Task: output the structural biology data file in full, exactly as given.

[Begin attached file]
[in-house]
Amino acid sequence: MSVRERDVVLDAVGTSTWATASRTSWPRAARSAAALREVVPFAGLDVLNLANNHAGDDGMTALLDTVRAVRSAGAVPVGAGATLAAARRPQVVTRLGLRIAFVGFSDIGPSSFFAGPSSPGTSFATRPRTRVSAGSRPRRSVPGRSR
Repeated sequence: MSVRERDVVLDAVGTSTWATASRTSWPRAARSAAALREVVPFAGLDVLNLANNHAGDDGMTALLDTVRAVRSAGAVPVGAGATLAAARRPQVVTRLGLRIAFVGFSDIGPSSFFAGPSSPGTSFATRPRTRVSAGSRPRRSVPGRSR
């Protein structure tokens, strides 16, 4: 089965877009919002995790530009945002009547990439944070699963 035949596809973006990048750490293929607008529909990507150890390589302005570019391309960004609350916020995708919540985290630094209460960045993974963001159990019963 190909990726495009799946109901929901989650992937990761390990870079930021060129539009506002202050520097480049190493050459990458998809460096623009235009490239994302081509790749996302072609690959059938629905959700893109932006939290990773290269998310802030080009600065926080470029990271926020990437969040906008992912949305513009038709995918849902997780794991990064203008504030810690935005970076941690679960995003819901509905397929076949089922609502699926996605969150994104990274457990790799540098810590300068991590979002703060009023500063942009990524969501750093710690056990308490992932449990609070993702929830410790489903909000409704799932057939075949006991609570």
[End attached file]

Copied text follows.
[in-house]
Amino acid sequence: MSVRERDVVLDAVGTSTWATASRTSWPRAARSAAALREVVPFAGLDVLNLANNHAGDDGMTALLDTVRAVRSAGAVPVGAGATLAAARRPQVVTRLGLRIAFVGFSDIGPSSFFAGPSSPGTSFATRPRTRVSAGSRPRRSVPGRSR
Repeated sequence: MSVRERDVVLDAVGTSTWATASRTSWPRAARSAAALREVVPFAGLDVLNLANNHAGDDGMTALLDTVRAVRSAGAVPVGAGATLAAARRPQVVTRLGLRIAFVGFSDIGPSSFFAGPSSPGTSFATRPRTRVSAGSRPRRSVPGRSR
């Protein structure tokens, strides 16, 4: 089965877009919002995790530009945002009547990439944070699963 035949596809973006990048750490293929607008529909990507150890390589302005570019391309960004609350916020995708919540985290630094209460960045993974963001159990019963 190909990726495009799946109901929901989650992937990761390990870079930021060129539009506002202050520097480049190493050459990458998809460096623009235009490239994302081509790749996302072609690959059938629905959700893109932006939290990773290269998310802030080009600065926080470029990271926020990437969040906008992912949305513009038709995918849902997780794991990064203008504030810690935005970076941690679960995003819901509905397929076949089922609502699926996605969150994104990274457990790799540098810590300068991590979002703060009023500063942009990524969501750093710690056990308490992932449990609070993702929830410790489903909000409704799932057939075949006991609570």